The Village Cricketer: Danny Hall talks rain, the walking debate and cricket on the side of a mountain

The Village Cricketer
The Village Cricketer
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I’ve seen some sights in my short and not-so-illustrious cricketing career, including snow stopping play and a player put a cricket bat through a teammate’s car window, made even worse by the fact that the victim was a copper.

Same opponents, similar situation, very different outcome. The last time I had a bowl against Wickersley, they were cantering to victory and I took five-wickets. This time, we were romping home and I seemed to forget how to even land the ball on the square.

Such is the game of cricket. That was little comfort a few hours earlier, when I’d been run out after a mix-up with our skipper when I felt like I could hit the ball almost anywhere.

(My misery was compounded when the umpire told me I was ‘about a foot out’, while signalling about two inches with his hands!)

But a stunning 50 from bowler Lee Pollard, a veteran of our side and one of the nicest guys I’ve shared a pitch with, gave us a competitive total and the team’s reaction when he reached his half-century showed just what cricket is all about. Then, Wickersley were about 20-odd for five and we sensed an early wrap-up, before a brilliant stand from youngsters Adam

Whitford and Charlie Harrison gave them more than a sniff of victory and worried us a little.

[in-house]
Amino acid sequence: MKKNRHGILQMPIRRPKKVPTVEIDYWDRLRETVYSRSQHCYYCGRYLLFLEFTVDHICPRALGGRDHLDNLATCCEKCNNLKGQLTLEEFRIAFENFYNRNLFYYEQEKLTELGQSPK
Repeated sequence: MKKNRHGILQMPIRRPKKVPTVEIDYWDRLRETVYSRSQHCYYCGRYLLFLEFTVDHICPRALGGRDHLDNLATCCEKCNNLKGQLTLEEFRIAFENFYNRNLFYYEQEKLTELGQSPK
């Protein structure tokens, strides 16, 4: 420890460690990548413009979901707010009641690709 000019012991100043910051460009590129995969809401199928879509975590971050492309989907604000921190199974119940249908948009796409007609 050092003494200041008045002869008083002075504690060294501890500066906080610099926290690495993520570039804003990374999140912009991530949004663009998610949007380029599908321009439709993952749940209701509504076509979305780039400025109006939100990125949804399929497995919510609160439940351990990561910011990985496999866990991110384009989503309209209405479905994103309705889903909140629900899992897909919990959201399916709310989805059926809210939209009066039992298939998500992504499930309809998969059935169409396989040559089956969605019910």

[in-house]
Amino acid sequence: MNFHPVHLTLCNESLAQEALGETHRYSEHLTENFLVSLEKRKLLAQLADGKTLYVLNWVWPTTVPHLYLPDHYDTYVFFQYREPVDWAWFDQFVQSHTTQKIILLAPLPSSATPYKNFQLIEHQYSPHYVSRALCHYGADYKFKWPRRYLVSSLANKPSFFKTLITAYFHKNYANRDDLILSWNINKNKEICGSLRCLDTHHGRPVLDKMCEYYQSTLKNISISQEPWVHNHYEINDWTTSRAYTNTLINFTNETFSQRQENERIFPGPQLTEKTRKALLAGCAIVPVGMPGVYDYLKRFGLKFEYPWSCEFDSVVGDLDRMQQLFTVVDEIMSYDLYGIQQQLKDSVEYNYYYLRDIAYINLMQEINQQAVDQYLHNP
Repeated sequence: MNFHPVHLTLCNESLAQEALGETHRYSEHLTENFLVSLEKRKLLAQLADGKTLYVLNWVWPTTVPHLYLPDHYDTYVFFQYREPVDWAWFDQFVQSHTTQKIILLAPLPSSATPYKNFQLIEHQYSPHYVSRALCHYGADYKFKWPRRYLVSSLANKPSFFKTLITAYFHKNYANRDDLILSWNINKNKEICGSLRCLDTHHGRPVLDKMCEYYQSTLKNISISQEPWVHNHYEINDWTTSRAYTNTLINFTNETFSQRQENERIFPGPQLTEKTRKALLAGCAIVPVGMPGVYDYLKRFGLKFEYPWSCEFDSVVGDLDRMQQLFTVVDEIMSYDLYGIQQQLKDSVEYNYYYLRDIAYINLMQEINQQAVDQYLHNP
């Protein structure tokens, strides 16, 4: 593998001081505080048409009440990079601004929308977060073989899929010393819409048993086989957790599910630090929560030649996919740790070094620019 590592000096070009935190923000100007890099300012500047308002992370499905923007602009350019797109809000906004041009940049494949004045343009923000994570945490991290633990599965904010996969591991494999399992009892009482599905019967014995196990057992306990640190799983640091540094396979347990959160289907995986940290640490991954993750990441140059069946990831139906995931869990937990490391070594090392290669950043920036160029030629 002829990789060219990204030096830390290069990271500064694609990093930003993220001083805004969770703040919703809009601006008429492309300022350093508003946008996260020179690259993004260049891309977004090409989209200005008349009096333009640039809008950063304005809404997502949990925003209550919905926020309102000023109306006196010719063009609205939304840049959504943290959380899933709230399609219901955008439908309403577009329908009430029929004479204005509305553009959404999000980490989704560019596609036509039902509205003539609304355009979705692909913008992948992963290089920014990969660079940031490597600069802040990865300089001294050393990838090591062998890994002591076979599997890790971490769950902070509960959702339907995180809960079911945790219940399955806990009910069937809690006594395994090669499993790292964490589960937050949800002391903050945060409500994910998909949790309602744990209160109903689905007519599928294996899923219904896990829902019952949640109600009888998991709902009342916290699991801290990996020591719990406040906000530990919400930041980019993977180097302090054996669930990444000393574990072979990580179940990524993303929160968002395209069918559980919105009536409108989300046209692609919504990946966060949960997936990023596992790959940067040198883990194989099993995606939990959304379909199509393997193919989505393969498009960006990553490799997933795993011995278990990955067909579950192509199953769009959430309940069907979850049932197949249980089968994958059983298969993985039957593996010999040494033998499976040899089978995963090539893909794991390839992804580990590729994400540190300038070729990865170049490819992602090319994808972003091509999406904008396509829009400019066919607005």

Charlie eventually succumbed for a classy 30 and Adam finished unbeaten on 52 as we won by 62 runs - a comfortable victory on paper, a somewhat more nervy one in real life! Young Charlie will be a real player in years to come.

A special mention to our midweek lads, who sealed the title with victory over their nearest rivals on Wednesday night. Iain McDonald and Dan Naylor, two more top guys, shared a partnership of 89 to see us home and any success is always welcome.

My games are now limited by work commitments - but bring on Sunday!


Just one view of the slope in Graves Park

Just one view of the slope in Graves Park

But I’ve never seen a game of cricket played on the side of a mountain, which is basically what I witnessed on Tuesday night as our midweek side took on a new team in the league, Kashmir, at Graves Park.

Kashmir were a good bunch, in fairness, but we sneaked over the line with little assistance from a pitch almost as green as the outfield, and with a slope that meant you couldn’t see the batsman’s feet if you stood at midwicket.

It was the most bizarre cricketing spectacle I can remember as lads struggled to hit boundaries - and the ball - on such a tiny ground.

If nothing else, it was a great leveller and definitely put a smile on a few lads’ faces. We’re not professional cricketers, after all, so we don’t expect Lord’s.

But even that hallowed turf has a slope...


It remains one of cricket’s most quaint and controversial topics; to walk or not to walk? When players have nicked off, for example, and know they’re out, should they ‘walk’ off or let the umpire make the decision?

Some professionals prided themselves on walking during their career; others seemed to revel in their pantomime villian status for not surrendering quite so easily. WG Grace, the grandfather of cricket, even infamously refused to walk after having his stumps rearranged on a rare occasion.